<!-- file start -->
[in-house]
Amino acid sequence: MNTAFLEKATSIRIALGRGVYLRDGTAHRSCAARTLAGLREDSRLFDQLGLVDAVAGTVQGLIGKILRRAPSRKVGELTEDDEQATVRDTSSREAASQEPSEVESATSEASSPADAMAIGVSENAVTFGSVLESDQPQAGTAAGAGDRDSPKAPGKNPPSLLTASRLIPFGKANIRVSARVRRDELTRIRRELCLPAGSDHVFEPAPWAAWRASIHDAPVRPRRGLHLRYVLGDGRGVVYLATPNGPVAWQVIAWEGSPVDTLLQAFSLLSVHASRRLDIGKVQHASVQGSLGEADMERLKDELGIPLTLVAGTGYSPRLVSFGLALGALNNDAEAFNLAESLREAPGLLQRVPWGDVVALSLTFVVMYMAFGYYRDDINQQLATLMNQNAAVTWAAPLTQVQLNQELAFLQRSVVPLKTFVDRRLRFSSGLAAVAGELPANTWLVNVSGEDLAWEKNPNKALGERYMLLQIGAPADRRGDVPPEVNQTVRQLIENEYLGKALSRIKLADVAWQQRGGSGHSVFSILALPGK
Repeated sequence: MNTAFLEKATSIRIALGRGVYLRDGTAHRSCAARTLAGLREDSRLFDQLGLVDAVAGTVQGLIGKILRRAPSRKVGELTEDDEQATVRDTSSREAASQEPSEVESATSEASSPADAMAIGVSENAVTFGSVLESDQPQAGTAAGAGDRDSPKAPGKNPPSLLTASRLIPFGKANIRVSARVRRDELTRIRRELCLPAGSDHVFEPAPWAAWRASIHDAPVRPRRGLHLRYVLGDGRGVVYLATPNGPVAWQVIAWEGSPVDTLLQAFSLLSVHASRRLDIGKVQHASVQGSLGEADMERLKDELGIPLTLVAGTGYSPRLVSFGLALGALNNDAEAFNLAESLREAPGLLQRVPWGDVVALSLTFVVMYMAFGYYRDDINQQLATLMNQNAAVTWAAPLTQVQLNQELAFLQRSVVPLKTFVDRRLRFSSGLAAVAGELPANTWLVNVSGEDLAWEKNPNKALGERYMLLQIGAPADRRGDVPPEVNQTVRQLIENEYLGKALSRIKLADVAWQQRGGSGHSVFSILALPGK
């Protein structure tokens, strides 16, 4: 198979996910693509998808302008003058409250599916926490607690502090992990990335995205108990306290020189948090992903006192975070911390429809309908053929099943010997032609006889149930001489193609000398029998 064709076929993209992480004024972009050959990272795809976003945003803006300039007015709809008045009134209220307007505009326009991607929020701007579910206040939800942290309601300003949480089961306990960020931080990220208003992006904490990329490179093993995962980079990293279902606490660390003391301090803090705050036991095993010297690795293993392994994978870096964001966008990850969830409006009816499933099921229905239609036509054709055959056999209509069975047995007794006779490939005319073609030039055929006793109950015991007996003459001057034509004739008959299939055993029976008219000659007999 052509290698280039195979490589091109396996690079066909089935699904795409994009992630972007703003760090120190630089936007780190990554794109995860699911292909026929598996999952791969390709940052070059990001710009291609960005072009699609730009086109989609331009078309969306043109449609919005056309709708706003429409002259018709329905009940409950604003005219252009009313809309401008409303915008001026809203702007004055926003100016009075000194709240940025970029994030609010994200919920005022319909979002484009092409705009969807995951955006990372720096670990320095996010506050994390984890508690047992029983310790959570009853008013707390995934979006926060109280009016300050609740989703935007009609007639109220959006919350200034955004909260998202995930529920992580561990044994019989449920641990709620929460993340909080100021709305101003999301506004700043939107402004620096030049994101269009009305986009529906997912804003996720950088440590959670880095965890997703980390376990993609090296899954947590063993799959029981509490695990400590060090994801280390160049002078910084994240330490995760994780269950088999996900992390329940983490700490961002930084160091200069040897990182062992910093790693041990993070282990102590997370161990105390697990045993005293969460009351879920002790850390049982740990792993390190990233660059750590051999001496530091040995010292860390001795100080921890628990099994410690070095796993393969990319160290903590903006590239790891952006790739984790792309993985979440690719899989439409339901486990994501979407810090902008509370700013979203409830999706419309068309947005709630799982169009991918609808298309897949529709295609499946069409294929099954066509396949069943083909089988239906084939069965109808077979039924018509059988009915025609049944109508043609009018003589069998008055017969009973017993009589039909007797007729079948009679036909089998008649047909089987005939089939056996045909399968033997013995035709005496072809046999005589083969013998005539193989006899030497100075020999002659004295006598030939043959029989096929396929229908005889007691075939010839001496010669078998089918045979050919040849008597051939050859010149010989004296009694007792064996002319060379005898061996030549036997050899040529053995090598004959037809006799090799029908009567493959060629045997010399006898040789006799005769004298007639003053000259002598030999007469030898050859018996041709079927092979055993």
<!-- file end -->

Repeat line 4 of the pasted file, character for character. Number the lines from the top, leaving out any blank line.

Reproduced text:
């Protein structure tokens, strides 16, 4: 198979996910693509998808302008003058409250599916926490607690502090992990990335995205108990306290020189948090992903006192975070911390429809309908053929099943010997032609006889149930001489193609000398029998 064709076929993209992480004024972009050959990272795809976003945003803006300039007015709809008045009134209220307007505009326009991607929020701007579910206040939800942290309601300003949480089961306990960020931080990220208003992006904490990329490179093993995962980079990293279902606490660390003391301090803090705050036991095993010297690795293993392994994978870096964001966008990850969830409006009816499933099921229905239609036509054709055959056999209509069975047995007794006779490939005319073609030039055929006793109950015991007996003459001057034509004739008959299939055993029976008219000659007999 052509290698280039195979490589091109396996690079066909089935699904795409994009992630972007703003760090120190630089936007780190990554794109995860699911292909026929598996999952791969390709940052070059990001710009291609960005072009699609730009086109989609331009078309969306043109449609919005056309709708706003429409002259018709329905009940409950604003005219252009009313809309401008409303915008001026809203702007004055926003100016009075000194709240940025970029994030609010994200919920005022319909979002484009092409705009969807995951955006990372720096670990320095996010506050994390984890508690047992029983310790959570009853008013707390995934979006926060109280009016300050609740989703935007009609007639109220959006919350200034955004909260998202995930529920992580561990044994019989449920641990709620929460993340909080100021709305101003999301506004700043939107402004620096030049994101269009009305986009529906997912804003996720950088440590959670880095965890997703980390376990993609090296899954947590063993799959029981509490695990400590060090994801280390160049002078910084994240330490995760994780269950088999996900992390329940983490700490961002930084160091200069040897990182062992910093790693041990993070282990102590997370161990105390697990045993005293969460009351879920002790850390049982740990792993390190990233660059750590051999001496530091040995010292860390001795100080921890628990099994410690070095796993393969990319160290903590903006590239790891952006790739984790792309993985979440690719899989439409339901486990994501979407810090902008509370700013979203409830999706419309068309947005709630799982169009991918609808298309897949529709295609499946069409294929099954066509396949069943083909089988239906084939069965109808077979039924018509059988009915025609049944109508043609009018003589069998008055017969009973017993009589039909007797007729079948009679036909089998008649047909089987005939089939056996045909399968033997013995035709005496072809046999005589083969013998005539193989006899030497100075020999002659004295006598030939043959029989096929396929229908005889007691075939010839001496010669078998089918045979050919040849008597051939050859010149010989004296009694007792064996002319060379005898061996030549036997050899040529053995090598004959037809006799090799029908009567493959060629045997010399006898040789006799005769004298007639003053000259002598030999007469030898050859018996041709079927092979055993």